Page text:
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Author & cultural historian
Chris EptingChris Epting is an accomplished roadtripper, cultural historian, and the author of seven books including James Dean Died Here, Marilyn Monroe Dyed Here, Roadside Baseball, and Elvis Presley Passed Here. He is a regular contributor to a variety of travel publications and the spokesperson and co-creator for the Hampton Inn's "Hidden Landmarks" program. Originally from New York, Chris now lives in Huntington Beach, California, with his wife Jean and their two children.

Some thoughts on family road trips from a father on Father's Day…

By Chris Epting

It is one of the great, if not the great American question. Metaphorically, many of us challenge ourselves each day to achieve what we set out to accomplish in life. Spiritually, emotionally, financially, and on, we wonder, Are we there yet?

More specifically, it is of course the instinctive question posed by generations of children when traveling, especially when road tripping. (Did children in covered wagons ask this?)

When on a family road trip, the question doesn't quite affect my or my wife's nervous system the first several times it's posed. It's when it enters triple-digits that I think we both start to zone out. But that's okay. After all, what would a family trip be without it?

World's largest: Claire and Charlie Epting with Castroville's giant artichoke

In the footsteps of Janis Joplin: Claire onstage at Monterey

James Dean Died Here: Charlie, Jean, and Claire at the Dean crash memorial in Cholame, California

Sitcom memories: Chris and Charlie on the site where MASH was filmed near Malibu

We take as many car trips as we can, to as many fun and interesting and offbeat and historical places as we can. Certainly part of it is by design, as I am frequently in the middle of writing and researching a book. But the more meaningful part of it is the shared experience and sense of adventure; the chance to live life together as a family and of course, for my wife and I to watch as our children discover, learn, grow, and just simply find their way.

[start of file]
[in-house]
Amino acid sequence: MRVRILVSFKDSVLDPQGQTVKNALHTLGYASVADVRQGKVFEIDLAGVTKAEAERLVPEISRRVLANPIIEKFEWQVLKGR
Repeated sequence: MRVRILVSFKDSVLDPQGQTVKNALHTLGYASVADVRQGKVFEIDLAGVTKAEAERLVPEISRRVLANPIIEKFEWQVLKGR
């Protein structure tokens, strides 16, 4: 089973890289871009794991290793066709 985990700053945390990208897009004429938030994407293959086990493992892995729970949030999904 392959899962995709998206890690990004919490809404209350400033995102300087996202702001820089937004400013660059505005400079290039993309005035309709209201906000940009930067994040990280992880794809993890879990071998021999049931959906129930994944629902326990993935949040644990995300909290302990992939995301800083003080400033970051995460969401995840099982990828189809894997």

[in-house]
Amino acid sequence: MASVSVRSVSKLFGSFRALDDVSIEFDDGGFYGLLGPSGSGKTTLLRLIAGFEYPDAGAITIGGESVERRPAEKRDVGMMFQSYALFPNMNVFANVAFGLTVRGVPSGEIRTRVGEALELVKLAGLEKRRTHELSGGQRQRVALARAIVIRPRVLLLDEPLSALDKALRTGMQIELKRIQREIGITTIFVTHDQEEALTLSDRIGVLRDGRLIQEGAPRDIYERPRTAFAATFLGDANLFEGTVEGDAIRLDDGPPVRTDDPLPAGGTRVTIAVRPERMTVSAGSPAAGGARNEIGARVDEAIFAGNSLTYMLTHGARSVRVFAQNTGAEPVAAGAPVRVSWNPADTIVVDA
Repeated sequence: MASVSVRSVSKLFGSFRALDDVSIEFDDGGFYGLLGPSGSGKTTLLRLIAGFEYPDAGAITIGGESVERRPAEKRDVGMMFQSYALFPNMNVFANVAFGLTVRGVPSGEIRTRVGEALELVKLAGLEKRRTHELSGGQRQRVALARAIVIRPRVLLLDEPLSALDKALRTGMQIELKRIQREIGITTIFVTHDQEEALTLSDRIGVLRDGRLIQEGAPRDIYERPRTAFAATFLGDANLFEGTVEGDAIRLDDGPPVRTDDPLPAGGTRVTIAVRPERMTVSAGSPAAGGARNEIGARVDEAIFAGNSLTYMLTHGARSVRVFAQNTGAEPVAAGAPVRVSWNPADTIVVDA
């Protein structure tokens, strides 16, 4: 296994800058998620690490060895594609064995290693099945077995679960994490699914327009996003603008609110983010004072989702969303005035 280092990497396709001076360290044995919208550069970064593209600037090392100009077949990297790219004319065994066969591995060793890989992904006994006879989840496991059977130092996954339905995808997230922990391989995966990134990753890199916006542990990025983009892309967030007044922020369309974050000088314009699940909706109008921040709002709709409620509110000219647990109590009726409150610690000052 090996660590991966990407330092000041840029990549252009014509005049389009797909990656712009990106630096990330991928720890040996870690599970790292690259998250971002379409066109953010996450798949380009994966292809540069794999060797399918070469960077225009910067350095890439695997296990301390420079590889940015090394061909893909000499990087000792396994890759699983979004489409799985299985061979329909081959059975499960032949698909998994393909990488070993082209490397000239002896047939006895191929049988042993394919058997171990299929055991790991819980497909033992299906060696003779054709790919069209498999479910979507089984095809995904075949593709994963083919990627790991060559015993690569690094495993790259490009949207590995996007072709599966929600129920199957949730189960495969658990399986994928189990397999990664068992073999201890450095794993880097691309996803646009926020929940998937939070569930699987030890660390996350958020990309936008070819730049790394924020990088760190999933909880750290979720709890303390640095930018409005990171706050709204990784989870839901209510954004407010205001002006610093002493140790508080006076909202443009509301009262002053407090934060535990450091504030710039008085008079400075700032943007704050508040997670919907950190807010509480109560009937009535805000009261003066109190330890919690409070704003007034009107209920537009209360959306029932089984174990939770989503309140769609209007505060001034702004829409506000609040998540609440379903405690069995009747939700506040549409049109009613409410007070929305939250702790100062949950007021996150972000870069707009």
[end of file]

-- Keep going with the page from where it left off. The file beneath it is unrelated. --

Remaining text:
Some of my finest memories up to this point are tied to family road trips, particularly in our home state of California. Like watching the kids pose against a giant artichoke in Castroville, California. ("Artichoke capitol of the world.") Panning in the exact same spot where James Marshall famously discovered gold in 1848. Prowling the stage where Jimi Hendrix and Janis Joplin performed at Monterey in 1967. Sifting for clues on the lonely road where James Dean met his fate in 1955. Or the kids laughing hysterically as Dad navigates the sometimes-sickening curves along Highway 1, one of the world's most gorgeous coastal drives.

And of course, we have a few basic rules of the road…

  1. Have at least a few pieces of music that become your own family soundtrack. For us, "Gene Autry's Greatest Hits" plays a big part of any trip.
  2. No DVD/Video players on board. In my opinion, they are divisive and help defeat the purpose of traveling together. I remember once, someone I worked with was showing off his shiny new Navigator with hi-tech DVD system, boasting with glee that now he'd never have to hear his kids in the car ever again. As sad a commentary as I've ever heard.
  3. Make it fun for the kids, no matter what. In years to come, when they recount these days, it should be fond, relaxed, whimsical times they recall, not over-taxed and over-complicated moments of stress.
  4. Leave things open to chance. If it feels right, take that unexpected exit. Too much planning can suck the life and spontaneity from a trip.
  5. Eat in unusual, non-chain joints when you can. Fast food places don't need your business as much as Big Bad Bubba's Bar-B-Q. (And Bubba's food is better!)
  6. Meet people along the way. Be they locals or fellow travelers, it can really enhance your experience to hear about others' experiences.
  7. Take lots of pictures. Later on in life, you'll probably wish you'd taken even more.
  8. Be patient. Kids may not love the open road as much as you do. If that's the case, start small with day trips and maybe you'll wean them into it.
  9. Give your kids choices. Spur their imagination with what's out there and let them be a part of deciding where you visit/what you do.
  10. Take your time. After all, life is shorter than we'd like it to be. Perhaps we can make it at least seem longer by slowing down a bit.

With that, I can hear our daughter's voice right now.

"Are we there yet, daddy?"
No, sweetheart. Not yet.
Then our son.
Yes, fella?
"Are we there yet?"
"Not yet, buddy… Soon."

But no matter how close we really are to our destination, in my mind I always sort of hope we don't get there for awhile. Because I love watching miles pass by with my family. And I know that in the years following their eventual leaving of the nest, I will miss that question terribly. After all, what better reminder that you're a parent than hearing those wonderful little voices asking that classic question from the backseat (even if you've just pulled out of the driveway.) Are we there yet?

Chris Epting
June 20, 2004


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